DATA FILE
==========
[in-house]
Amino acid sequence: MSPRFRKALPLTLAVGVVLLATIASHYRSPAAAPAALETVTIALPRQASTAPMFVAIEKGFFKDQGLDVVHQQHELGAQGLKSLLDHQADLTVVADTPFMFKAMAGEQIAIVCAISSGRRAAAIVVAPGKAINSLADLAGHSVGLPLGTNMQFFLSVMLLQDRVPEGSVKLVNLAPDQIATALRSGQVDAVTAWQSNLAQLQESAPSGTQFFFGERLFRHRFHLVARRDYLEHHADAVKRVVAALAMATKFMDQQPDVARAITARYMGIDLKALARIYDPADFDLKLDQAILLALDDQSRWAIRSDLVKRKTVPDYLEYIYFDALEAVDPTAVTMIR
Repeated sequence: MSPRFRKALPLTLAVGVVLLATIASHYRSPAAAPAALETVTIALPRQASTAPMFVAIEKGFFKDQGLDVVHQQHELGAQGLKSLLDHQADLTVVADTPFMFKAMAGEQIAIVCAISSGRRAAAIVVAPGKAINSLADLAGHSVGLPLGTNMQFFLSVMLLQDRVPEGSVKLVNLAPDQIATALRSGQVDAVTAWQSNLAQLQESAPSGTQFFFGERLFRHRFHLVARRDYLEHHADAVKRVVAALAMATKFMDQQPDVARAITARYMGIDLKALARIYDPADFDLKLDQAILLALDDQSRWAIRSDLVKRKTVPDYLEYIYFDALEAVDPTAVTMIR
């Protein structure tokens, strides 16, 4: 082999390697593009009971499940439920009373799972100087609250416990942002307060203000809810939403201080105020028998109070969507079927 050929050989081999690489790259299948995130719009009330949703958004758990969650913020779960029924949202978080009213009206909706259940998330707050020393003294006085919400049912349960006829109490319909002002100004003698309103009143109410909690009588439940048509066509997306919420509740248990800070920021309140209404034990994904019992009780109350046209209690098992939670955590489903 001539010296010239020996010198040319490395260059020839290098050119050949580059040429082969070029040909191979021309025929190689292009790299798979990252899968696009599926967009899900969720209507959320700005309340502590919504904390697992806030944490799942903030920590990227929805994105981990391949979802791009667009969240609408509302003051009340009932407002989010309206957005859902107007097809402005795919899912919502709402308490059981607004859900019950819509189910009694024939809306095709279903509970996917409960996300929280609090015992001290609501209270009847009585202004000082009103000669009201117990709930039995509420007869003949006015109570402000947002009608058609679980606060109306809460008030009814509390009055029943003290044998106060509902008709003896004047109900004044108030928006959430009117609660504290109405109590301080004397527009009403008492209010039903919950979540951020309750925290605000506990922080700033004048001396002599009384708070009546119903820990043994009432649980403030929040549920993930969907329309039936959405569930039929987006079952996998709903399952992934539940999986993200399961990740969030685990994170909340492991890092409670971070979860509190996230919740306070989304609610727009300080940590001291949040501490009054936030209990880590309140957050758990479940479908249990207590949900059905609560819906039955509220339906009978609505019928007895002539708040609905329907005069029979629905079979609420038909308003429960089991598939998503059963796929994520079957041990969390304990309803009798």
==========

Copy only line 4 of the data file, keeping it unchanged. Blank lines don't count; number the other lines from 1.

């Protein structure tokens, strides 16, 4: 082999390697593009009971499940439920009373799972100087609250416990942002307060203000809810939403201080105020028998109070969507079927 050929050989081999690489790259299948995130719009009330949703958004758990969650913020779960029924949202978080009213009206909706259940998330707050020393003294006085919400049912349960006829109490319909002002100004003698309103009143109410909690009588439940048509066509997306919420509740248990800070920021309140209404034990994904019992009780109350046209209690098992939670955590489903 001539010296010239020996010198040319490395260059020839290098050119050949580059040429082969070029040909191979021309025929190689292009790299798979990252899968696009599926967009899900969720209507959320700005309340502590919504904390697992806030944490799942903030920590990227929805994105981990391949979802791009667009969240609408509302003051009340009932407002989010309206957005859902107007097809402005795919899912919502709402308490059981607004859900019950819509189910009694024939809306095709279903509970996917409960996300929280609090015992001290609501209270009847009585202004000082009103000669009201117990709930039995509420007869003949006015109570402000947002009608058609679980606060109306809460008030009814509390009055029943003290044998106060509902008709003896004047109900004044108030928006959430009117609660504290109405109590301080004397527009009403008492209010039903919950979540951020309750925290605000506990922080700033004048001396002599009384708070009546119903820990043994009432649980403030929040549920993930969907329309039936959405569930039929987006079952996998709903399952992934539940999986993200399961990740969030685990994170909340492991890092409670971070979860509190996230919740306070989304609610727009300080940590001291949040501490009054936030209990880590309140957050758990479940479908249990207590949900059905609560819906039955509220339906009978609505019928007895002539708040609905329907005069029979629905079979609420038909308003429960089991598939998503059963796929994520079957041990969390304990309803009798």